- Seeds: Seeds, like nuts, are incredibly healthy. Seeds high in magnesium include flax, pumpkin, and chia seeds. Pumpkin seeds are an especially good source, with 150 mg in a 1-ounce (28-gram) serving. seeds are also rich in iron, monounsaturated fat and omega-3 fatty acids.
- Whole Grains: Grains generally include wheat, oats and barley, as well as pseudo cereals like buckwheat and quinoa. ounce serving of dry buckwheat contains 65 mg of magnesium. Whole grains are also high in B vitamins, selenium, manganese and fiber.
- Fatty Fish: Fatty fish high in magnesium include salmon, mackerel, and halibut. Fish also has plenty of potassium, selenium, B vitamins and various other nutrients.
- Bananas: Bananas are basically one of the most popular fruits on earth. They’re best known for their high potassium content, which can lower blood pressure and is linked to a reduced risk of heart disease. one large banana packs 37 mg of magnesium. Bananas also provide us with vitamin C, vitamin B6, manganese and fiber.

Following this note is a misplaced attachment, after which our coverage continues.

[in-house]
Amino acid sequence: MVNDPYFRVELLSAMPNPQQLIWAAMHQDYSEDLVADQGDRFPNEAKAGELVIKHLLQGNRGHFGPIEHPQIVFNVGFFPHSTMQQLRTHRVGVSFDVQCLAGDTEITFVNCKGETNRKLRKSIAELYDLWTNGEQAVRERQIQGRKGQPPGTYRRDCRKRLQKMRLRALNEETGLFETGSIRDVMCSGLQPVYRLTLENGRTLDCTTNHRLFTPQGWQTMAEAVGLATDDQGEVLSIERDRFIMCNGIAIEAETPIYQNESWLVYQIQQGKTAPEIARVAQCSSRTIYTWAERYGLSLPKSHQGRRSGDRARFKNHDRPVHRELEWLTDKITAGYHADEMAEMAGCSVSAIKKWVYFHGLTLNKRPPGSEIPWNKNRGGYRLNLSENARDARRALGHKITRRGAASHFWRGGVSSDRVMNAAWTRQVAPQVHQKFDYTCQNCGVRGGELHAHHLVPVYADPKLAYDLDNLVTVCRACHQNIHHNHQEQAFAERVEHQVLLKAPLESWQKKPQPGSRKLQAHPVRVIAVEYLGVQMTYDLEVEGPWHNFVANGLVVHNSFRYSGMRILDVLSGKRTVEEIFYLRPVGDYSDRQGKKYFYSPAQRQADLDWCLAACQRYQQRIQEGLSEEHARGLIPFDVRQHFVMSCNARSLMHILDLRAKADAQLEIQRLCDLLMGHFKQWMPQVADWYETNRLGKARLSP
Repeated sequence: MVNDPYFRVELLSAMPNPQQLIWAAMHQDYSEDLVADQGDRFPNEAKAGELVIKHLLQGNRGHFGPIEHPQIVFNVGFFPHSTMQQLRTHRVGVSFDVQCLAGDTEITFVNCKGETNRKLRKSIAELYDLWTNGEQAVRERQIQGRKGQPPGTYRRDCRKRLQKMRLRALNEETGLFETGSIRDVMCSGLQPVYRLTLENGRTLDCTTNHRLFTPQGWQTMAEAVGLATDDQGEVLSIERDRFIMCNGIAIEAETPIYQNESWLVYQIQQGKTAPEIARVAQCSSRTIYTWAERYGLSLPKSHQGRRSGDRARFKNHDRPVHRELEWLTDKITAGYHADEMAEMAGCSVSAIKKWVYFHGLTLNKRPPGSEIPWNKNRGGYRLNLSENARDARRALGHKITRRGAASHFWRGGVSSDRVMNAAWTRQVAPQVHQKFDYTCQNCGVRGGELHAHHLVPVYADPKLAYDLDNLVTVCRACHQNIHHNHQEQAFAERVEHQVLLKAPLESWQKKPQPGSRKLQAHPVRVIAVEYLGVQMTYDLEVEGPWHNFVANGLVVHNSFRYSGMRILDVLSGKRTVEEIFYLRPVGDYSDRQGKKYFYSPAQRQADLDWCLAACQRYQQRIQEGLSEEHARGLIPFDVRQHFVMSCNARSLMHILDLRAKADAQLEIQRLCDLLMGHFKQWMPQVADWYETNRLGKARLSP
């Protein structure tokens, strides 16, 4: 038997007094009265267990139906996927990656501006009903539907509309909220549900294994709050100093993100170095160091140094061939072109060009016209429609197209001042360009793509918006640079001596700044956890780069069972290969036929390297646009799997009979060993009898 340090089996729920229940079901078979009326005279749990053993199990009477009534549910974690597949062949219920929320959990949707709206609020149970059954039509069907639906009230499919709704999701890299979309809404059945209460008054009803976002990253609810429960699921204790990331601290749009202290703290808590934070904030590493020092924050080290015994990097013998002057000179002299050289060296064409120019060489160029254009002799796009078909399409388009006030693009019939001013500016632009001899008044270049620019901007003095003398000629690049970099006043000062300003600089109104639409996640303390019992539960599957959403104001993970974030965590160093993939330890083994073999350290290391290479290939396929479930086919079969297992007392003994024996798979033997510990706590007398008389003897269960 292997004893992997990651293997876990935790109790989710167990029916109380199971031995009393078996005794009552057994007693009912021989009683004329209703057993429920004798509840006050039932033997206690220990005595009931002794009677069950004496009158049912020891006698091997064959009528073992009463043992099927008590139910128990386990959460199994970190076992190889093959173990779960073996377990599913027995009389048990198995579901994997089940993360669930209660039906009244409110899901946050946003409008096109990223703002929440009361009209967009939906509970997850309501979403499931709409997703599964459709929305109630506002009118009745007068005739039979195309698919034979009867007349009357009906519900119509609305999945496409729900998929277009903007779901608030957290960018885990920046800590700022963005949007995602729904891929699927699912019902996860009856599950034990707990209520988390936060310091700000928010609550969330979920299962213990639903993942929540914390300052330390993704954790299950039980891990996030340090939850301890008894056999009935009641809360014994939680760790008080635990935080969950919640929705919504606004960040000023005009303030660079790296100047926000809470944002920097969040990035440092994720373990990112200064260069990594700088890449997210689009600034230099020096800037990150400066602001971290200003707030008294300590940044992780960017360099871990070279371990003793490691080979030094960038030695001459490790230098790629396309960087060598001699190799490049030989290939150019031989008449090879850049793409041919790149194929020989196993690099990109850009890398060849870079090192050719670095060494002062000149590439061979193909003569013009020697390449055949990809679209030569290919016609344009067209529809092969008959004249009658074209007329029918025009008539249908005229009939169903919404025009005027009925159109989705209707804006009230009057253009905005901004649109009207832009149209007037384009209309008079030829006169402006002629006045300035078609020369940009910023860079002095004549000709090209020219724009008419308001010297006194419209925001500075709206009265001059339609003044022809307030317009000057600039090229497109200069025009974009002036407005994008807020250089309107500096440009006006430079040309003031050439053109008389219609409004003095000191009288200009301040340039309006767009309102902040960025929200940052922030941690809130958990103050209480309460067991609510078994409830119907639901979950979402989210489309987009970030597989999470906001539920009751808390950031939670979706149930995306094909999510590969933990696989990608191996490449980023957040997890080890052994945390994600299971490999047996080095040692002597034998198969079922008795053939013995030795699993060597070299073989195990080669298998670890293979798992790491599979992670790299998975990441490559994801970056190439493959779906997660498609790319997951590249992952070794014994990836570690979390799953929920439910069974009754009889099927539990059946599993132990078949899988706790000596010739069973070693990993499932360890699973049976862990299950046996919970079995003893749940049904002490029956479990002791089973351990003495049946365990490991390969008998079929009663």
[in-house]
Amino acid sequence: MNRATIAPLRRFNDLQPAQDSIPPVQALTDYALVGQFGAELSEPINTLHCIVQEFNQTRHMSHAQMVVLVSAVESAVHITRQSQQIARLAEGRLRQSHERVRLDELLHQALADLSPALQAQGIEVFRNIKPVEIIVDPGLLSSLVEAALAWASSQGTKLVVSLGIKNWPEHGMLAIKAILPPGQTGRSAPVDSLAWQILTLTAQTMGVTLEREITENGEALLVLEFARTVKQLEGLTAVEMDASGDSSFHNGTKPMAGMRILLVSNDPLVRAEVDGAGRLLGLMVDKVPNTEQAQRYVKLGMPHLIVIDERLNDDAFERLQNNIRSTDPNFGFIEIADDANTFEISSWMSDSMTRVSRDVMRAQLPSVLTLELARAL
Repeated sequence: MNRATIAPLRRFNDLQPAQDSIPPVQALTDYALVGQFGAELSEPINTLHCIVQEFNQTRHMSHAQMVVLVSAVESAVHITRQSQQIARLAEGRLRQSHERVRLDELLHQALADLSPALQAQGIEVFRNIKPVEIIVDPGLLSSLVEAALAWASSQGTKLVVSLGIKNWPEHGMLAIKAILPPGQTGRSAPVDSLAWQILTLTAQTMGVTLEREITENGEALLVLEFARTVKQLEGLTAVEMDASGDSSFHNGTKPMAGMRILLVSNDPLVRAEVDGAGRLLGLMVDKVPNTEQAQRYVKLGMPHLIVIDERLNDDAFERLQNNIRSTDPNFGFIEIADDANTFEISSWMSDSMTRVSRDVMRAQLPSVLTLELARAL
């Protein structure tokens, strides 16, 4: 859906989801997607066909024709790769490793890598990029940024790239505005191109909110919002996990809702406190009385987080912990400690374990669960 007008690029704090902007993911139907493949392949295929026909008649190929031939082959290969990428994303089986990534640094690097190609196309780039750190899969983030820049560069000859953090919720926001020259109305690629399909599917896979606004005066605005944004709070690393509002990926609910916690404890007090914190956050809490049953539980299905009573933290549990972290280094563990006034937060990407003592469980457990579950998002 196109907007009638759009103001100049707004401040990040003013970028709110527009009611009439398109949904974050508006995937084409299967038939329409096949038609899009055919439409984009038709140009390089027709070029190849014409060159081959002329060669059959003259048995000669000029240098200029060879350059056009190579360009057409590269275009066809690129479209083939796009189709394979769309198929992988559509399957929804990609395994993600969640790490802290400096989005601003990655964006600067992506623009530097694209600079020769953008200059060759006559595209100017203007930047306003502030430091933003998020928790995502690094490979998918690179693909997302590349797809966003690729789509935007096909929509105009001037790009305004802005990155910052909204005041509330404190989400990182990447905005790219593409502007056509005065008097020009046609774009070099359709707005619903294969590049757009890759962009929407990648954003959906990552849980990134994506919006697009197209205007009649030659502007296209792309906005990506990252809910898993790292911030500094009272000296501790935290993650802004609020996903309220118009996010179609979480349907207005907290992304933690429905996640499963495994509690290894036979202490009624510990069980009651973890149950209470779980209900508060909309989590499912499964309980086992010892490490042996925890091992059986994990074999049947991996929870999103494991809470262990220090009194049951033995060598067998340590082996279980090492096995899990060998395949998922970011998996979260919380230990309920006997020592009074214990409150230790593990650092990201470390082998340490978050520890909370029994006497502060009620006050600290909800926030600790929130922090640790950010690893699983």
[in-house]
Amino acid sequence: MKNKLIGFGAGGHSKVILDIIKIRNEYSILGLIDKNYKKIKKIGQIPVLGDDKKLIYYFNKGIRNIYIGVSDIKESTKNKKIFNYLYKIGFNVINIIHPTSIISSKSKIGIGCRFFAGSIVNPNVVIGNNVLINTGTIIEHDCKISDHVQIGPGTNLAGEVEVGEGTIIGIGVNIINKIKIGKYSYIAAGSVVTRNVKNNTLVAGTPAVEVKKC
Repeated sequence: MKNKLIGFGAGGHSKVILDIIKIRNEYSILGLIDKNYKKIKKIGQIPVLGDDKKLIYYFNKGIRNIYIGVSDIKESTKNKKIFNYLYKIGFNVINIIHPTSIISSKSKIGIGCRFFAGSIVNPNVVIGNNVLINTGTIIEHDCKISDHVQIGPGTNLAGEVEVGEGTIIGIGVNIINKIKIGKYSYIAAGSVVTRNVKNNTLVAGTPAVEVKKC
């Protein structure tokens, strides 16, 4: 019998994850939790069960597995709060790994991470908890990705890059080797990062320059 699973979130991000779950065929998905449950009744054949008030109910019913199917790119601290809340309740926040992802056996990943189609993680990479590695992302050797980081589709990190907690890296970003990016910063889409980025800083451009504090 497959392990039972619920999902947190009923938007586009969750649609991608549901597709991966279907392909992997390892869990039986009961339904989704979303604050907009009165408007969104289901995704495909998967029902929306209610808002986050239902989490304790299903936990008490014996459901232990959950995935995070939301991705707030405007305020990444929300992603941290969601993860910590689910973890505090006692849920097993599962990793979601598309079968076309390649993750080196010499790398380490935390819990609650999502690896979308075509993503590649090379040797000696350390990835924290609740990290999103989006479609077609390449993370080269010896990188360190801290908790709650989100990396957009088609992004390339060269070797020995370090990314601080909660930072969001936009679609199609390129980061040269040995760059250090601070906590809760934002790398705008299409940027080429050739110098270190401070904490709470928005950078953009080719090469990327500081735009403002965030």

- Leafy Greens: We all need to eat more leafy greens, let’s be honest. Magnesium is very healthy, and many are loaded with magnesium. Greens with significant amounts of magnesium include kale, spinach, collard greens, turnip greens and mustard greens. 1 cup of cooked spinach has 157 mg of magnesium
It’s easy for me to read articles on Google and write this blog post and try to learn about why certain nutrients are good for us. Eating a balanced diet and upping your intake of these foods is easier said than done. Nearly nine in ten Americans don’t get enough vitamins and minerals.
Instead of blaming the obesity crisis in America on bad eating habits, perhaps we need to look deeper into the issue.
Check out my next health related blog post on this topic. And if you like what I have to say, feel free to follow me on social media: